Read "Just Right Books"
A book that is "just right" is one that your child can read independently. It is not too hard and it is not too easy. It's a good fit - it's "just right". Here is one way to help your child choose such a book:
Five Finger Rule
While reading the first page of a book, count the unknown words (using fingers to keep track is fine). If there are five or more unknown words, the book is too hard for now. Read that book together Ask your child lots of questions about the story in general and about specific pages to see if he really understands what was read.
Sound It Out
Say all the sounds in the word.
Break the word into syllables. Remember, each syllable must have a vowel.
Word in a Word
Look for words within words.
Find the base word
Cover suffixes and prefixes to find the baseword.
At home you can help your child by . . .
·Listening to your child read words and books from school. Be patient and listen as your child practices. Let your child know you are proud of his reading.
·Teaching the meaning of words, especially words that are important to understanding a book.
·Teaching ways to learn the meaning of new words. Children should be taught how to get clues about a word from the rest of the sentence.
·Helping children understand what they are reading. Good readers think as they read and they know whether what they are reading is making sense. Teachers help children to check their understanding. When children are having difficulty, teachers show them ways to figure out the meaning of what they are reading.
·Rereading familiar books. Children need practice in reading comfortably and with expression using books they know.
·Building reading accuracy. As your child is reading aloud, point out words he missed and help him read words correctly. If you stop to focus on a word, have your child reread the whole sentence to be sure he understands the meaning.
·Building reading comprehension. Talk with your child about what she is reading. Ask about new words. Talk about what happened in a story. Ask about the characters, places, and events that took place. Ask what new information she has learned from the book. Encourage her to read on her own.
Make reading a part of every day!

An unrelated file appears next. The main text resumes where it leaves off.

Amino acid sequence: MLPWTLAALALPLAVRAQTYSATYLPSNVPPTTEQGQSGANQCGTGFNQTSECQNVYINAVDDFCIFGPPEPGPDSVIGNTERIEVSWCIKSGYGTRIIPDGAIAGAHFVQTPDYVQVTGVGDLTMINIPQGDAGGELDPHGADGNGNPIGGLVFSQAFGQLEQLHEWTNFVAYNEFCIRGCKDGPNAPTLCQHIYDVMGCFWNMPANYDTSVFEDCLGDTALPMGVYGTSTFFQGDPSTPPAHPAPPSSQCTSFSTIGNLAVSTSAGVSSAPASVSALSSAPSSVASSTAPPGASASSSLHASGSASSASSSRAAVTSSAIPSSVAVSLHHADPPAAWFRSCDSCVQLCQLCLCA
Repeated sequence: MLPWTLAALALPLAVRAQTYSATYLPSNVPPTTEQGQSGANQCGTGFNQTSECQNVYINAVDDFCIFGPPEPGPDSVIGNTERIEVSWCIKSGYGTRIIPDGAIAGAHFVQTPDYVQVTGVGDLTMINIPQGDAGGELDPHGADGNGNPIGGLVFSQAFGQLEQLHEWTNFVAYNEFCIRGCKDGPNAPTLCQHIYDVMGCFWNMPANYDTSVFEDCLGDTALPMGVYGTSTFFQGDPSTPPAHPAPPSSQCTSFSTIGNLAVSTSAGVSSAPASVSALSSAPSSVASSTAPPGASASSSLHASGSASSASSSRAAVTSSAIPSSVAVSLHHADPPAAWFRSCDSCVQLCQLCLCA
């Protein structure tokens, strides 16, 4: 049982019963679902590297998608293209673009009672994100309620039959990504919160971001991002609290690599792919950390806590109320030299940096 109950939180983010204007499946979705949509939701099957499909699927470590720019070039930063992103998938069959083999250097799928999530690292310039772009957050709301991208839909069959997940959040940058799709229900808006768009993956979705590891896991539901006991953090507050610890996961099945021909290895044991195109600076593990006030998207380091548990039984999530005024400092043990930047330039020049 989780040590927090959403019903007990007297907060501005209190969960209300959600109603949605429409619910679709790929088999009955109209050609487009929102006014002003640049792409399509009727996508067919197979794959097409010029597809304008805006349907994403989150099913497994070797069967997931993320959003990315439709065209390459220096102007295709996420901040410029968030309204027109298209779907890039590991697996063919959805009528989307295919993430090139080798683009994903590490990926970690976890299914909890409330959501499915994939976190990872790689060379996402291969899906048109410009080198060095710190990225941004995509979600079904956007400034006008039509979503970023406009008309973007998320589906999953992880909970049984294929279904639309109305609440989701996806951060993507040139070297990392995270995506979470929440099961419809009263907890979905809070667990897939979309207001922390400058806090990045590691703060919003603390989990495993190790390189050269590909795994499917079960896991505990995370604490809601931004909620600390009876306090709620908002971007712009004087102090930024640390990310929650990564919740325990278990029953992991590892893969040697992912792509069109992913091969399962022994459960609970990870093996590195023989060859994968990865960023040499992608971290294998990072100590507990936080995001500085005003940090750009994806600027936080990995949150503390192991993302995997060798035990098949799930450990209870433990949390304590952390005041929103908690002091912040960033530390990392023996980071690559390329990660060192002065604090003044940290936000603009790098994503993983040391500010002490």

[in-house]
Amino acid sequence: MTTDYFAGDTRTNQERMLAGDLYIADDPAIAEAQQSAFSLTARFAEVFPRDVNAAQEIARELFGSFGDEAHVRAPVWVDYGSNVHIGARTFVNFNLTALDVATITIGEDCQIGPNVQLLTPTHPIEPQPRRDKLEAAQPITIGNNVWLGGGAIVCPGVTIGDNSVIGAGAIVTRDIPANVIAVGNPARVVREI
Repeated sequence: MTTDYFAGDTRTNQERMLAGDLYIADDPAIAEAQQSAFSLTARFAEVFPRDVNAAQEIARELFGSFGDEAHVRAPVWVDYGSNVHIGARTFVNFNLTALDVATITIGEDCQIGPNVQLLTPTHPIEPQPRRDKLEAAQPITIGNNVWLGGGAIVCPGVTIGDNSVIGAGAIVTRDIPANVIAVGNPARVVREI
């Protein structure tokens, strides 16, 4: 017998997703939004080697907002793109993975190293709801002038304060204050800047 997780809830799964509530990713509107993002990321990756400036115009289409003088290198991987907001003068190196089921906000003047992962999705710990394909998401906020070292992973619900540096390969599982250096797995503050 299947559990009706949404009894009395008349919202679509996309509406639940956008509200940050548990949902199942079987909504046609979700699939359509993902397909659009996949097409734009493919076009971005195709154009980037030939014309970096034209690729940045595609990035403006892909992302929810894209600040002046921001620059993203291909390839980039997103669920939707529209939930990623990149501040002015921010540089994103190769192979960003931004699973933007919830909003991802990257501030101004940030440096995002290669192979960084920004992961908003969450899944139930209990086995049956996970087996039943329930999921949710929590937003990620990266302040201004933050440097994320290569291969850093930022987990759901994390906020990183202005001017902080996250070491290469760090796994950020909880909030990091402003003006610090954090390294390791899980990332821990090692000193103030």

·Share conversations with your child over meal times and other times you are together. Children learn words more easily when they hear them spoken often. Introduce new and interesting words at every opportunity.
·Read together every day. Spend time talking about stories, pictures, and words.
·Be a reader and a writer. Children learn habits from the people around them.
·Visit the library or bookstores often. Reading stories, computers, homework help, and other exciting activities are helpful to every child.
Dolch Sight Word Lists
PRACTICING SIGHT WORDS AT HOME
USE PLASTIC LETTERS
Have your child put the letters on a cookie sheet or refrigerator to make the word, then read it. Later, encourage him/her to make the word, read the word, cover the word, write the word, check the word, read the word. (Children may peek at the word if necessary while they are learning to write it correctly.)
USE A DRY ERASE BOARD
Write the word over and over until it is learned, erasing each time. This is a writing task, not a copying task. If your child is using paper and pencil, fold the paper over each time or use another paper or card to cover the previous word. If your child needs a model to start with, provide it. Then cover it and allow him/her to peek if necessary. Then remove it altogether. Encourage youre child to make sure the words are in his/her head.
I HAVE, WHO HAS?
Make cards for this game to practice sight words. I have "the," who has "from?"
Have your child go through a poem, worksheet, math homework, or decodable book and highlight the sight words.
Write 10 words on index cards and have your child sort them into ABC order, then read the list several times. Repeat, adding and taking away words each time.
COMMERCIAL GAMES & ACTIVITIES
Any games with cards to read or letters to manipulate:
Scrabble Go Fish Bingo Boggle